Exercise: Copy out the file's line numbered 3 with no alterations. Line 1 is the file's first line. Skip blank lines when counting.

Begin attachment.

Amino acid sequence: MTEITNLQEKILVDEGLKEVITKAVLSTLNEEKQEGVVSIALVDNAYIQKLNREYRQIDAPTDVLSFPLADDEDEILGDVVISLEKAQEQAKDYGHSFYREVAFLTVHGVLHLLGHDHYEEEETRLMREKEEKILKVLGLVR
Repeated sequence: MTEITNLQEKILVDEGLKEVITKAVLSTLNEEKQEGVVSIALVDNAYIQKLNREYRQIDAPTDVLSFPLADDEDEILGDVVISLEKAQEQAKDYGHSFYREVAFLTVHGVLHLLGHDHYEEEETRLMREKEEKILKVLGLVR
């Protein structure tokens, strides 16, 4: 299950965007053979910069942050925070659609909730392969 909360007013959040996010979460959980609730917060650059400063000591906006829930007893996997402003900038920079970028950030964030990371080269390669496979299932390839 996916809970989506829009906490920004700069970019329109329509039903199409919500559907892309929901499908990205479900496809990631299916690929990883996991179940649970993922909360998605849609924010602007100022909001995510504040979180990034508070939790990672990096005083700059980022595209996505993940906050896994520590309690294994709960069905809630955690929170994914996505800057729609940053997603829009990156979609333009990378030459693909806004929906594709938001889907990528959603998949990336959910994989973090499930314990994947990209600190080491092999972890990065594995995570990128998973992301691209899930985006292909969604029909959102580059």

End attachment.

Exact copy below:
């Protein structure tokens, strides 16, 4: 299950965007053979910069942050925070659609909730392969 909360007013959040996010979460959980609730917060650059400063000591906006829930007893996997402003900038920079970028950030964030990371080269390669496979299932390839 996916809970989506829009906490920004700069970019329109329509039903199409919500559907892309929901499908990205479900496809990631299916690929990883996991179940649970993922909360998605849609924010602007100022909001995510504040979180990034508070939790990672990096005083700059980022595209996505993940906050896994520590309690294994709960069905809630955690929170994914996505800057729609940053997603829009990156979609333009990378030459693909806004929906594709938001889907990528959603998949990336959910994989973090499930314990994947990209600190080491092999972890990065594995995570990128998973992301691209899930985006292909969604029909959102580059």